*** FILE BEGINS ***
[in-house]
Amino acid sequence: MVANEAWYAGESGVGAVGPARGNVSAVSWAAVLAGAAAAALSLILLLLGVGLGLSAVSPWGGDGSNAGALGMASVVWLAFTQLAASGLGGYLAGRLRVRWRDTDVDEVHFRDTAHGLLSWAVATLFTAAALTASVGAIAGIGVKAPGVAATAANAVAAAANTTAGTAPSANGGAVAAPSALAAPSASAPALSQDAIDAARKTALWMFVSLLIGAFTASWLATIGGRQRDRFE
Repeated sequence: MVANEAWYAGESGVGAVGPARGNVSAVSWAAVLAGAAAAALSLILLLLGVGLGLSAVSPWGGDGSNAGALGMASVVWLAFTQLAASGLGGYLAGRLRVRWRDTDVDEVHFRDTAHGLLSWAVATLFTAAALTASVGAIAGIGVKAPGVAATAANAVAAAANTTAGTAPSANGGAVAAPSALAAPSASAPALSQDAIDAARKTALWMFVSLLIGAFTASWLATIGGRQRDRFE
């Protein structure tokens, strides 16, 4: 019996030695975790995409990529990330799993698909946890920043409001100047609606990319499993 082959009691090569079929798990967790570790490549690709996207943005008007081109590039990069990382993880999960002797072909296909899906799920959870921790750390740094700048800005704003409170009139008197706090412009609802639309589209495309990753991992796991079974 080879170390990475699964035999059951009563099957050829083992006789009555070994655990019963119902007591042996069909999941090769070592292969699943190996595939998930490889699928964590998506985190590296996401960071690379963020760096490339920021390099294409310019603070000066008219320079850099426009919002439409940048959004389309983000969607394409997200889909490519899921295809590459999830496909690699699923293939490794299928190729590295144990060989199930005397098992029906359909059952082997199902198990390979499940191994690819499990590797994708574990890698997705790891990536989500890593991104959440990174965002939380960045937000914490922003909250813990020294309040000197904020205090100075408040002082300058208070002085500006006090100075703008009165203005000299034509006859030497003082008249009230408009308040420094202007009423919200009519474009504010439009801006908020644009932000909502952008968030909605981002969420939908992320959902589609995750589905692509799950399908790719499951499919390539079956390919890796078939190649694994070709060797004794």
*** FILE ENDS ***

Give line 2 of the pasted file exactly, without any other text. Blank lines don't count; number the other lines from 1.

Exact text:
Amino acid sequence: MVANEAWYAGESGVGAVGPARGNVSAVSWAAVLAGAAAAALSLILLLLGVGLGLSAVSPWGGDGSNAGALGMASVVWLAFTQLAASGLGGYLAGRLRVRWRDTDVDEVHFRDTAHGLLSWAVATLFTAAALTASVGAIAGIGVKAPGVAATAANAVAAAANTTAGTAPSANGGAVAAPSALAAPSASAPALSQDAIDAARKTALWMFVSLLIGAFTASWLATIGGRQRDRFE